What Are You Doing Today?

Maybe the most important thing we do in life is change.

If you are here and not growing, not learning, not transforming the world around you, then what will be left of you when you are gone? Fame, fortune, and history are all eventually washed from the shores of Time. There will be a day when those who seem to have surpassed history–Aristotle, Beethoven, Jesus, for example–when even those names are no longer familiar to anyone’s tongue.

If, in time, Time cleans the slate of all marks, all contribution… then the only time that matters for any of us is Now. The marks we leave on the world may be fleeting in the future but now they matter. Now.

The question you are left with, then, is: What are you doing today?

What are you doing today to matter in your own life?

What are you doing today to matter to somebody, even if that somebody is you?

What are you doing today to make your world a little better?

What are you doing today… that you will remember tomorrow… if you are lucky enough to see it?

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Why I Left Social Media Behind

I am dropping off Facebook, Twitter, Tumblr, Instagram, Snapchat, and most other social media platforms.

I know many people will not only relate to my reasons, but they might even applaud my decision (if only silently). I hope this experiment gives you some thought to the impact of social media and what value it brings to your life.

I am calling out Facebook here because it is easier than listing every platform, and it is the one I use most, as well as the biggest, easiest target. Think of “Facebook” as any social media service, though. I am talking about all of them.

Around 2005, I left cable television (hold on–this relates to the social media thing, I promise).

Watching TV stole months from my life. Time slipped away while I sat and watched it go each day. TV became my way of turning my brain off instead of engaging with the world. I found myself sitting to watch a show, and then channel surfing between shows, and then, before I knew it, half a day was gone. I didn’t even watch anything all the way through. That time was wasted. I learned nothing. I thought nothing. I did nothing. I might as well have been nothing, invisible to the world for the time spent staring mindlessly at a screen.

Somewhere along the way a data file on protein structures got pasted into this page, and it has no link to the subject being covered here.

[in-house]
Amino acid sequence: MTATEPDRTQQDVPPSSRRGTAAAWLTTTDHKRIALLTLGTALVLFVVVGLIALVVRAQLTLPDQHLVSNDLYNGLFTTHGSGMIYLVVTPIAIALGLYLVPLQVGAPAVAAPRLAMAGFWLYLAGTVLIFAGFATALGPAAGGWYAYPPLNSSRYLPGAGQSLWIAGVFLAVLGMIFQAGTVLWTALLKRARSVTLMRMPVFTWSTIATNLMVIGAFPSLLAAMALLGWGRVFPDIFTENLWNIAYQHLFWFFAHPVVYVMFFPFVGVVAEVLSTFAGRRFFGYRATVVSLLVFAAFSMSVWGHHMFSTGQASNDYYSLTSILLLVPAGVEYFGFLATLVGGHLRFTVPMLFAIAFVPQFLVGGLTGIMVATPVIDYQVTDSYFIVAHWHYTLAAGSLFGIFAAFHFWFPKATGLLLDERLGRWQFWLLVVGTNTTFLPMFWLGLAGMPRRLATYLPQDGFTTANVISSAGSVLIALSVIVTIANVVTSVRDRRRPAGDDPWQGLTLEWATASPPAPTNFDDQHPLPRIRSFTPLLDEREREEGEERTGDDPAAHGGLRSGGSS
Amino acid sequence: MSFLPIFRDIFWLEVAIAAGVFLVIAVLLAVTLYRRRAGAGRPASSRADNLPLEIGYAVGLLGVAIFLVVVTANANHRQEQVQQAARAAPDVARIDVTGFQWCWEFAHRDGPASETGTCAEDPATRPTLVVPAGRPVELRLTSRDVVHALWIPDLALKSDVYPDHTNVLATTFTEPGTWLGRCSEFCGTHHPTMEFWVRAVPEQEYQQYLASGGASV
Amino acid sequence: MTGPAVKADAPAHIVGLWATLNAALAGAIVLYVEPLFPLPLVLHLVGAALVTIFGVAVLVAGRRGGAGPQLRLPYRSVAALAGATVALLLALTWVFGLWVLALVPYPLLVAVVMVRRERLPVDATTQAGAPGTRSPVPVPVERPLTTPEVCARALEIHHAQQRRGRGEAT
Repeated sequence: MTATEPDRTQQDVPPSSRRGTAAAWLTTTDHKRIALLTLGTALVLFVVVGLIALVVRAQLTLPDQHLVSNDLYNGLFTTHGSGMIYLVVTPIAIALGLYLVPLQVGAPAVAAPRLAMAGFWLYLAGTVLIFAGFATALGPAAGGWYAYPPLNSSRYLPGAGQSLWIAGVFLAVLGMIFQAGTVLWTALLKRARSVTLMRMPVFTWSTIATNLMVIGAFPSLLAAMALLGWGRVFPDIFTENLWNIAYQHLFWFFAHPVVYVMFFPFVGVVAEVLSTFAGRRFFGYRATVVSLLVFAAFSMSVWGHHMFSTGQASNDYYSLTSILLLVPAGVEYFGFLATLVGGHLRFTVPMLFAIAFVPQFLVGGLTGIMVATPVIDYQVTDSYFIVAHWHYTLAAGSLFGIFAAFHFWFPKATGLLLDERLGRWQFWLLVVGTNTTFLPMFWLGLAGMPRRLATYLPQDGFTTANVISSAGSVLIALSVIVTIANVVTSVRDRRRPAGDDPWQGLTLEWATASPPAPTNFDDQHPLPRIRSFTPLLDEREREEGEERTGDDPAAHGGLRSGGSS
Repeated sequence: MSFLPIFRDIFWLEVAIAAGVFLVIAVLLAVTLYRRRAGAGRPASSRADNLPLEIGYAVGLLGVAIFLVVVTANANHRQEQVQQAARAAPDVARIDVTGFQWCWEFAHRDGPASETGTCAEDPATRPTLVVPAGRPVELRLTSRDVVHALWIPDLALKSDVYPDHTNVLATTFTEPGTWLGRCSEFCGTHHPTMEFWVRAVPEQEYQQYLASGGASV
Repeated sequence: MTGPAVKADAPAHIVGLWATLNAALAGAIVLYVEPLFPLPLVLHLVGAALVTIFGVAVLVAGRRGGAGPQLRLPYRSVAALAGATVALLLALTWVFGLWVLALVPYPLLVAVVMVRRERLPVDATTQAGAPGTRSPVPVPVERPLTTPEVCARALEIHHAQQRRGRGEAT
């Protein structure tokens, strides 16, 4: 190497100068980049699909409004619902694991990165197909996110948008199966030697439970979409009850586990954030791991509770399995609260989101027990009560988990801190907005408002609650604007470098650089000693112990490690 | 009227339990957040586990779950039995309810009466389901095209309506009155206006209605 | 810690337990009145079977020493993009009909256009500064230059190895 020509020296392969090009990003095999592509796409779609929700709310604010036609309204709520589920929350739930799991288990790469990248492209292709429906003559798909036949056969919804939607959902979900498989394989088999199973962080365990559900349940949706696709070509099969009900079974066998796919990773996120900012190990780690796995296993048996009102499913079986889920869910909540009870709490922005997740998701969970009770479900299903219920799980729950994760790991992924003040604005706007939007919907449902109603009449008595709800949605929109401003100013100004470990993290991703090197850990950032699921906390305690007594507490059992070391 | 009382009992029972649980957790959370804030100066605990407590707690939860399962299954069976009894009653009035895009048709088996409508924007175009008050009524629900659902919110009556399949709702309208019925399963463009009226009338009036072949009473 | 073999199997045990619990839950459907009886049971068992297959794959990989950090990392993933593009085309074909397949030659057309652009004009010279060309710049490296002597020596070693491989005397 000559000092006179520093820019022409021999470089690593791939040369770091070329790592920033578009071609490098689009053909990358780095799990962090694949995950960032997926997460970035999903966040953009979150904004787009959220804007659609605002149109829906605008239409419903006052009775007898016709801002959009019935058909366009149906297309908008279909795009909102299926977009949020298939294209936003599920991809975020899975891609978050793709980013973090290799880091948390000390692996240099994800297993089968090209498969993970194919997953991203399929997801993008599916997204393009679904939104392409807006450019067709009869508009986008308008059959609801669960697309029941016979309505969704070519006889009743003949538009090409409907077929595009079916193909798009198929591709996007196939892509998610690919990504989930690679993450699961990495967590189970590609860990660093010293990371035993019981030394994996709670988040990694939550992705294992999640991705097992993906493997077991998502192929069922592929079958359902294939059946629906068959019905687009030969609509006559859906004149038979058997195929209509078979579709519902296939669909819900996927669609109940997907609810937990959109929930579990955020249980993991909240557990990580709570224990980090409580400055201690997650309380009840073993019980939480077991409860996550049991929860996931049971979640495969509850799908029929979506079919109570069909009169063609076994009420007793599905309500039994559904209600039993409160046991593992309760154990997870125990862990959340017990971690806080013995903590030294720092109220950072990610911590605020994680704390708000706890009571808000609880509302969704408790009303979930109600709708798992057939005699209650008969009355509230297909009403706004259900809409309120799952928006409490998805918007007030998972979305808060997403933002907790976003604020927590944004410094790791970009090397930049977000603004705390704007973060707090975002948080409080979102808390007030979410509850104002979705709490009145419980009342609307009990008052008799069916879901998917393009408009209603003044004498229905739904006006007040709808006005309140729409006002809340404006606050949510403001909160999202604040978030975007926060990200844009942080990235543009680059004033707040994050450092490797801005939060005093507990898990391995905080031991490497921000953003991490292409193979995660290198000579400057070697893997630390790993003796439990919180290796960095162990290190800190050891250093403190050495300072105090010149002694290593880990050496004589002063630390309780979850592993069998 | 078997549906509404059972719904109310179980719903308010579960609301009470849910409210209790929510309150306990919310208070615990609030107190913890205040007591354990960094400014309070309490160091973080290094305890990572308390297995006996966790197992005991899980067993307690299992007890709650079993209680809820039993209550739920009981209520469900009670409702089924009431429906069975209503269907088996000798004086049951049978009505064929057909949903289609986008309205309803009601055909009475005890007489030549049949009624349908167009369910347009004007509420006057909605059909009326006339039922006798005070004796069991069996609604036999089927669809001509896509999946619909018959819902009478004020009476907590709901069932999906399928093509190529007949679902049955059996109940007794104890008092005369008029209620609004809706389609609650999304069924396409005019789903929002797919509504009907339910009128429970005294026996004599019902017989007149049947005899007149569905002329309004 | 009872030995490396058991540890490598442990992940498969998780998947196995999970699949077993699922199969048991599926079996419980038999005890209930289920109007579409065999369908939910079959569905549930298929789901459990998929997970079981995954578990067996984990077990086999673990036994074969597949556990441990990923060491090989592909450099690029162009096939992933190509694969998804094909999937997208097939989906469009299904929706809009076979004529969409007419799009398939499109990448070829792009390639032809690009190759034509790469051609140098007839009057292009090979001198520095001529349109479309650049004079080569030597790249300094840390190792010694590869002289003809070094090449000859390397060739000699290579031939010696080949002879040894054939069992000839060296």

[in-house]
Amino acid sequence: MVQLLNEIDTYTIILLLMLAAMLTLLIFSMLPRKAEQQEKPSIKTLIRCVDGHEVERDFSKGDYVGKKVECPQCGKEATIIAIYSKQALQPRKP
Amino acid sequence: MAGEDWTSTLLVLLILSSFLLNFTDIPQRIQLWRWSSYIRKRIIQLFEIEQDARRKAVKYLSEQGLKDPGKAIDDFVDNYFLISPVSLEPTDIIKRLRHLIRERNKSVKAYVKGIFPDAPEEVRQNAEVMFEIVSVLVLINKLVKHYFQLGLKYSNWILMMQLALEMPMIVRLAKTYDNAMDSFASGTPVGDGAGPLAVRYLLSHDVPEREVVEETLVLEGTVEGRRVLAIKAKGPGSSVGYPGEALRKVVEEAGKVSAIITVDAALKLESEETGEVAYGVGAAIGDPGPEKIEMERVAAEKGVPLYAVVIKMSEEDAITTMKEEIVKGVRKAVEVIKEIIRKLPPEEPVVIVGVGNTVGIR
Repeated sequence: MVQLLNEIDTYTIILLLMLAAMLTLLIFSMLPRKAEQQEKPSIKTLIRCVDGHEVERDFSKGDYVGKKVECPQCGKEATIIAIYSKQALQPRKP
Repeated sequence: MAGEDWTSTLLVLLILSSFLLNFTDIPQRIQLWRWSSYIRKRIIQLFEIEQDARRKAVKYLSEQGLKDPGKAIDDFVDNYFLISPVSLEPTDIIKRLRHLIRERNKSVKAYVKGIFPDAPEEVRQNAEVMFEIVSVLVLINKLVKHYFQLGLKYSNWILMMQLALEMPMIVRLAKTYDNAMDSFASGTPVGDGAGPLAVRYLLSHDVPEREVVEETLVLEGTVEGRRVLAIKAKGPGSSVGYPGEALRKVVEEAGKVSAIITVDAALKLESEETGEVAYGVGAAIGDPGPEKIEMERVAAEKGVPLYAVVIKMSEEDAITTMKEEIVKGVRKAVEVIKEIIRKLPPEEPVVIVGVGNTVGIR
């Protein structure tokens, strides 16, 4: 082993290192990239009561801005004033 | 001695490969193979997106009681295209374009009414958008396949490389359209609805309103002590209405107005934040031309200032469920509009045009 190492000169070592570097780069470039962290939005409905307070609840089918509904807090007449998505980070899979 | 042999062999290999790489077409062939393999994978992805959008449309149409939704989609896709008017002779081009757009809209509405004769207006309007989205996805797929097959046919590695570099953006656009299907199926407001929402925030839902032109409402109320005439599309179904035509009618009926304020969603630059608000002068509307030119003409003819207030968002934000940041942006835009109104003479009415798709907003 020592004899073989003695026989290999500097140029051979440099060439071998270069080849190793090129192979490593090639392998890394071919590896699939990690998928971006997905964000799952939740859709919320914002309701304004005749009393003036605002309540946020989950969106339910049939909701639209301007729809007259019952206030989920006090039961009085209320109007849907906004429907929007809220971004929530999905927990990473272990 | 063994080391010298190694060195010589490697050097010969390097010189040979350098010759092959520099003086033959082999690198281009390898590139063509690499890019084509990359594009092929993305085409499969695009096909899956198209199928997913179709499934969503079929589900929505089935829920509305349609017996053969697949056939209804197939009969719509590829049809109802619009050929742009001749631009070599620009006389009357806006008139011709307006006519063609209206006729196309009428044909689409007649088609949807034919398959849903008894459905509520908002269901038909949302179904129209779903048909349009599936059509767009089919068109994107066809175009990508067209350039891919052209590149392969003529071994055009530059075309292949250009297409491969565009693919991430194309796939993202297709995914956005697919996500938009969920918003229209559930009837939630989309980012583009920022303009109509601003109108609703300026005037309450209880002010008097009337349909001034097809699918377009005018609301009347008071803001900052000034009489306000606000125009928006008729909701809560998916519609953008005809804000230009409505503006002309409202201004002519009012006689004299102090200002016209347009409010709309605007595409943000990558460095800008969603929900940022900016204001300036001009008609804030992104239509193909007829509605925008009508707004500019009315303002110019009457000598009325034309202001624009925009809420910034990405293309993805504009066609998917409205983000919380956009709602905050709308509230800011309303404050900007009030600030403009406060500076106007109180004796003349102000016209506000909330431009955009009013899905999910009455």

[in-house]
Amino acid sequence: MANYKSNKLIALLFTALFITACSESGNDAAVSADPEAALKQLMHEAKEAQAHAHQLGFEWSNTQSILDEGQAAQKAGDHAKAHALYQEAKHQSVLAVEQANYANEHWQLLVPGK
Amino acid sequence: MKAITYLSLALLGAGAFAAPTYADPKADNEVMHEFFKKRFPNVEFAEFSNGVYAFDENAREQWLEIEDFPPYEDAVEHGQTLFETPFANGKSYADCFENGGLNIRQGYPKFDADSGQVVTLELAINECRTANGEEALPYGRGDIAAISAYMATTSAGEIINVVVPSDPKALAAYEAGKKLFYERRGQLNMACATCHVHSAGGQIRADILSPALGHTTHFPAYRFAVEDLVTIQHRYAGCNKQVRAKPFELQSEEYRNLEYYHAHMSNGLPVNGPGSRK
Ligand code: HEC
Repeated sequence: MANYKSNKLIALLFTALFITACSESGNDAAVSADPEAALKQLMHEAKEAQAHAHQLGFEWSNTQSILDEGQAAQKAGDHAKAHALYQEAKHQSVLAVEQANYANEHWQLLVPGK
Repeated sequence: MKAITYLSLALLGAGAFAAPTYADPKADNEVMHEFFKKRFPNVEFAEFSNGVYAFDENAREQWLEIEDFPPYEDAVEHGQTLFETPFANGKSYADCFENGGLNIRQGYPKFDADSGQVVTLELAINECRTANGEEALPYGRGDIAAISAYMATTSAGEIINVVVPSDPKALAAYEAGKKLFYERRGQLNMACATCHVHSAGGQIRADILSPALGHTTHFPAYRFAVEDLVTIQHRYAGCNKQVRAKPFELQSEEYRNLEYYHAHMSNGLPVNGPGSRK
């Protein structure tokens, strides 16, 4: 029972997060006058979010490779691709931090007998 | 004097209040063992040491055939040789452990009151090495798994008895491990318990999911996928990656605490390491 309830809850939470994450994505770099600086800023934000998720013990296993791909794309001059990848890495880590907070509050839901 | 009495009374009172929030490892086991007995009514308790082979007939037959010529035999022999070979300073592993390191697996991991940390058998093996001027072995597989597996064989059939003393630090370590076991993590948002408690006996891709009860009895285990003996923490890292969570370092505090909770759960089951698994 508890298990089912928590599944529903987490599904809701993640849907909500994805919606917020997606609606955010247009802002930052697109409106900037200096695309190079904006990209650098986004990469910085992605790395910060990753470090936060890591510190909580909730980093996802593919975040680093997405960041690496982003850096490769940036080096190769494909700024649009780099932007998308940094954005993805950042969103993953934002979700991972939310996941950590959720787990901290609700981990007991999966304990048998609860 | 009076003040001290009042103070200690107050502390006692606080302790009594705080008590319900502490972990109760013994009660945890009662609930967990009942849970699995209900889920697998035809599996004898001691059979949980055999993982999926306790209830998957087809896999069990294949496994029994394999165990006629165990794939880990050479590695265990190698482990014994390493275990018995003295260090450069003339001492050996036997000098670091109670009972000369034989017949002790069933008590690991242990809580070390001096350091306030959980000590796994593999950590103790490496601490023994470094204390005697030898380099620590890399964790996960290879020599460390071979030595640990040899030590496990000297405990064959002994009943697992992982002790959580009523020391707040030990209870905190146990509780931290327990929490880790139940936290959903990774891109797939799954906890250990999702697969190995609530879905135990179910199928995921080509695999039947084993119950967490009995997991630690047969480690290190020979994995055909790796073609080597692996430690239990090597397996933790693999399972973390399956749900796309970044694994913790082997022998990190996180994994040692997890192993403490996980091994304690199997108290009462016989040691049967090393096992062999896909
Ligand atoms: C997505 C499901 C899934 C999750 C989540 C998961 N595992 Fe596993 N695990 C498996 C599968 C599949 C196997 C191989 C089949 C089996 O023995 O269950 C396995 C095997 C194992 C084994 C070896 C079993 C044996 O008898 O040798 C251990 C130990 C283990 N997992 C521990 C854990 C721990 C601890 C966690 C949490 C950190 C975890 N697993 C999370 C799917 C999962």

Dropping cable in favor of curated content from the internet or no content at all was a great decision. When I watch TV now, it is only when I actively choose to do so and I am engaged in the content. TV is no longer background noise to all my conversations. Instead, I listen to the person speaking rather than divide my attention between the person and commercials designed to steal my attention.

Facebook has slowly filled the gap cable television left. It has become the thing I do to avoid thinking when I am bored, scrolling mindlessly through my feed.

There are 5 real reasons I use Facebook and other social media and, except for one, they are all reasons I should reconsider…

1. Distribute my blog. This is the main reason I am on social media. Most of my readers find this blog and A Couple Vegans (which I write with Nicole) through Facebook, Tumblr, Twitter, and LinkedIn.

Moving away from social media means damaging my audience size and reach. That is scary. I have built this blog over roughly 10 years to amass around 4,000 subscribers. Admittedly, not much compared to bigger brands or names, but I never chased an audience or marketed this blog. Still, only about 200 readers consistently visit MichaelSalamey.com (maybe the rest are subscribed via email but–how many email subscriptions do you actually read each week?). A Couple Vegans is only a few months old and only has a handful of subscribers itself (about a hundred so far–also with no marketing other than word of mouth).

So… for you 300 or so people consistently visiting my blog(s), you might be the only people I am writing to in the future. Thanks for subscribing, by the way, and for sharing the posts you like. You are my only advertising.

2. I use social media to have meaningless relationships with people I do not want to have actual contact with in real life. That sounds bad but it is not a bad thing. Facebook allows me to exist on the periphery of the lives of people I almost care about… but not enough to actually engage with face-to-face. For someone like me, this is of great benefit.

As a slightly sociopathic but high-functioning ambivert, I am friendly to everybody… but, to be honest, I do not relate to most people. I am not even sure I like most people. In fact, only one or two people have open access to my time. Other than Nicole, nobody hangs out with me regularly.